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The celebration, now known as a Burns Supper or Burns Night, was started by close friends of Burns a few years after his death in 1796 as a tribute to his memory and to commemorate his life and work. The first ‘recorded’ event was in 1801.
Originally held on the anniversary of his death, this was later changed to celebrate his birthday, now known widely as Burns Night (25th January), although suppers are often held days before or after this date.
The itinerary and menu for a Burns Supper are traditional but not compulsory and can be as formal or informal as desired. Not everyone has ready access to a piper or a high table, not everyone enjoys whisky or haggis. Originally Burns Suppers were men-only events but now usually include both men and women.
A piper welcomes guests and plays until the high table is ready to be seated and the supper starts when the chair gives an opening address or welcome and the meal commences with the ‘Selkirk Grace’:
Some hae meat and canna eat,
And some wad eat that want it,
But we hae meat and we can eat,
And sae the Lord be thankit.
The company is then asked to receive the haggis.
A piper leads the chef, carrying the haggis, to the top table, while the guests welcome the haggis with a slow hand-clap.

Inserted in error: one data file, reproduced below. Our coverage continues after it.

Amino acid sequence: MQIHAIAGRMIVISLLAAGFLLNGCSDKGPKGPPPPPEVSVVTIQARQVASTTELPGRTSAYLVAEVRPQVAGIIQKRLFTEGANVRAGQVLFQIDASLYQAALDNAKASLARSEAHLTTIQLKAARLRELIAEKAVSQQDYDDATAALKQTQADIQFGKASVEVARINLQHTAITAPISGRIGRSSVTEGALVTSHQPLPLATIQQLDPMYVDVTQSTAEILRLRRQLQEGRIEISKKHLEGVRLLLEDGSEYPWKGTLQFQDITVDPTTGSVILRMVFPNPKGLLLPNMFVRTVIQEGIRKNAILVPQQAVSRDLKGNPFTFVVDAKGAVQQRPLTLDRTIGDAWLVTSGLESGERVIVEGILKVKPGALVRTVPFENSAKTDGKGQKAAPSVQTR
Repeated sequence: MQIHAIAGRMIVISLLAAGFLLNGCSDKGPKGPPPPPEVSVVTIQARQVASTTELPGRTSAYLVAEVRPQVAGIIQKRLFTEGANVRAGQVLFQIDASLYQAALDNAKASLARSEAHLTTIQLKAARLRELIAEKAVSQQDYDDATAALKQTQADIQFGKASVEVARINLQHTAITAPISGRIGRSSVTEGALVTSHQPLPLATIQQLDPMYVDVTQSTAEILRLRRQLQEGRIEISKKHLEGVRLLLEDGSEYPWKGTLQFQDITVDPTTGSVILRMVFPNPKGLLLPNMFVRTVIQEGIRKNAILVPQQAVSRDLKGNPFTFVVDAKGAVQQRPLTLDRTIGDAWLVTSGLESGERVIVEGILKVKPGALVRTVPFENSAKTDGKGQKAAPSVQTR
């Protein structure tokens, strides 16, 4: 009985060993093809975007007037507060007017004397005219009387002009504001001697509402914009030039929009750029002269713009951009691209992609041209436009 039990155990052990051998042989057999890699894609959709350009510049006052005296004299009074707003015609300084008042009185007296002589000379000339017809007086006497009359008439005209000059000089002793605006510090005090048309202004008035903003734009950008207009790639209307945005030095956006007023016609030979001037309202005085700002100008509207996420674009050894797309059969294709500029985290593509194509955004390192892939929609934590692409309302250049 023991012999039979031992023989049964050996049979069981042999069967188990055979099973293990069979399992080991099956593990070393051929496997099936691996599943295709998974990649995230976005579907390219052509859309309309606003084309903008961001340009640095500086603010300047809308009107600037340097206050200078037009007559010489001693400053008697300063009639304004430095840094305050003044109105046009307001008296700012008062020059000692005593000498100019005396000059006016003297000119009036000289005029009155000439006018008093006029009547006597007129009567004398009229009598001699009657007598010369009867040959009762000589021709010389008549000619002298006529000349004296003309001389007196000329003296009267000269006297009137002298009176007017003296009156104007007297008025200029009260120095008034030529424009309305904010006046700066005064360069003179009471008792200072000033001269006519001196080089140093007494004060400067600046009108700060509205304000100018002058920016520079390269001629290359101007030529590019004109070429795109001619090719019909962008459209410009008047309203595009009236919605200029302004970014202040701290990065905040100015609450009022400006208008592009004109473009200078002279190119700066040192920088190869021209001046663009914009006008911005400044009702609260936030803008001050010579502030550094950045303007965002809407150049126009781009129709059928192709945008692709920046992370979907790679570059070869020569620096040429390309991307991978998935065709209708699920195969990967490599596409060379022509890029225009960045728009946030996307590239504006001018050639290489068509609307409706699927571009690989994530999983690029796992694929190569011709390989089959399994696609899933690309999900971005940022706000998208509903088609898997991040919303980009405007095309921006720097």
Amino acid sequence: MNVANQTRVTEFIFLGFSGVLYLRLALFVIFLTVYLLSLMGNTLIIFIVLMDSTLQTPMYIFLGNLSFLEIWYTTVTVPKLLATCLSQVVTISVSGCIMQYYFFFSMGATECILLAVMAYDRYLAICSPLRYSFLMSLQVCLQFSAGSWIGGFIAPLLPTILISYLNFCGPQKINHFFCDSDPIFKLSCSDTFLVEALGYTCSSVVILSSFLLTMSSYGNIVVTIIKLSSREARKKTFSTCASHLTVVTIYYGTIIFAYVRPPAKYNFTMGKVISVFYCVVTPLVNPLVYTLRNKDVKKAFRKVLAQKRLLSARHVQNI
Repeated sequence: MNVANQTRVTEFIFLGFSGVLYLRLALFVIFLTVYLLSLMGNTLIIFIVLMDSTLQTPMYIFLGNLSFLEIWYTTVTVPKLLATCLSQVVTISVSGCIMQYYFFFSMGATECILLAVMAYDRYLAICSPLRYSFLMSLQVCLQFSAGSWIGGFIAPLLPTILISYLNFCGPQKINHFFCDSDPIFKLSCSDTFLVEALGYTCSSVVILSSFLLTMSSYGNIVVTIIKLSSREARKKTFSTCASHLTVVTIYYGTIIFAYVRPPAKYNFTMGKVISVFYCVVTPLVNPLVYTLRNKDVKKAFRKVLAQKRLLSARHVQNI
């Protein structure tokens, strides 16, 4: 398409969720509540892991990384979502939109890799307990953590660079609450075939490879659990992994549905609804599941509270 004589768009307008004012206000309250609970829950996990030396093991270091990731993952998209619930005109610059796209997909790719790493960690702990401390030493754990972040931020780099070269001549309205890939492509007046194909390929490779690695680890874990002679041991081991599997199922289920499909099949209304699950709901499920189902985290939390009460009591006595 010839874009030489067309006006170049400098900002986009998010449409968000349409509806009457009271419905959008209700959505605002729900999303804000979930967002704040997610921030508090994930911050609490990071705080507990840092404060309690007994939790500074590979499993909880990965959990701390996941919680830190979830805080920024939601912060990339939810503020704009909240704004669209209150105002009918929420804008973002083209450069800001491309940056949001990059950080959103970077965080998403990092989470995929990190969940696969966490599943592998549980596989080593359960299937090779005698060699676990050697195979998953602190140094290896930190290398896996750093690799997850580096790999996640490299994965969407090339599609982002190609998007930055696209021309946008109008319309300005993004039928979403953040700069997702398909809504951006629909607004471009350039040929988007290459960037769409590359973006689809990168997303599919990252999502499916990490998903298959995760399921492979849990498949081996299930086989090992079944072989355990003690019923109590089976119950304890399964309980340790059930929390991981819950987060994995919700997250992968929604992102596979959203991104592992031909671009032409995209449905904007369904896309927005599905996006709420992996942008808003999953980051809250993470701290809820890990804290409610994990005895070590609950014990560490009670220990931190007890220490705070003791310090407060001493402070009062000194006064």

The chair, or an invited guest, then recites enthusiastically Burns' famous poem Address To A Haggis.
When the line 'an cut you up wi' ready slight' is reached, the haggis is cut open and disgorged with a sharp knife.
It's customary for the company to applaud this and then stand to toast the haggis with a glass of whisky. Dinner is then served.
The traditional ‘Bill o’ Fare’ can include:
Cock-a-Leekie Soup (chicken and leek soup), Cullen Skink (smoked haddock soup with potato and milk) or Scotch Broth (often made from lamb/mutton and with barley and much else)
Haggis wi’ Champit Tatties and Bashed Neeps
(Haggis with mashed potatoes and turnip (swede). A whisky ‘sauce’ (undiluted whisky) is sometimes poured over the haggis and then lit. Vegetarian haggis is widely available in Scotland.)
Cranachan (toasted rough oatmeal, raspberries, cream and honey), Tipsy Laird (sherry trifle) or Clootie Dumpling (a traditional suet pudding with fruit, boiled in a cloth (or clootie))
Cheese and Oatcakes (crisp biscuits made with oats)
Tea or Coffee
The entertainment should start after the meal has been served.
The Immortal Memory (the keynote speech)
An invited guest is asked to give a short speech on Burns. This can be either quite light-hearted or more scholarly, but should emphasise, in an entertaining way, the importance of Burns as a man and national bard.
The speech should end with the invitation to toast the ‘Immortal Memory of Robert Burns’.
Toast to the Lasses
The main speech is followed by a light-hearted address, this time to women. The speaker should highlight the influence and importance of the 'lassies' in Burns' life; and women in general. These speeches can be quite raunchy, particularly at men only suppers, but, as with the Immortal Memory, should be humorous and not offensive and end with a ‘Toast to the Lassies’.
In mixed company, this is chance for the lasses to reply to the previous speaker, and outline men's little quirks and those of Burns. Again, the speech should be humorous but not insulting.
Once the speeches are over, there are usually more poems, songs and music.
Vote of Thanks
The speaker should give a short thank you to the organisers: chair, chef, speakers, musicians and the evening finishes with the company standing, linking hands and singing ‘Auld Lang Syne’.
© Martin Coventry 2017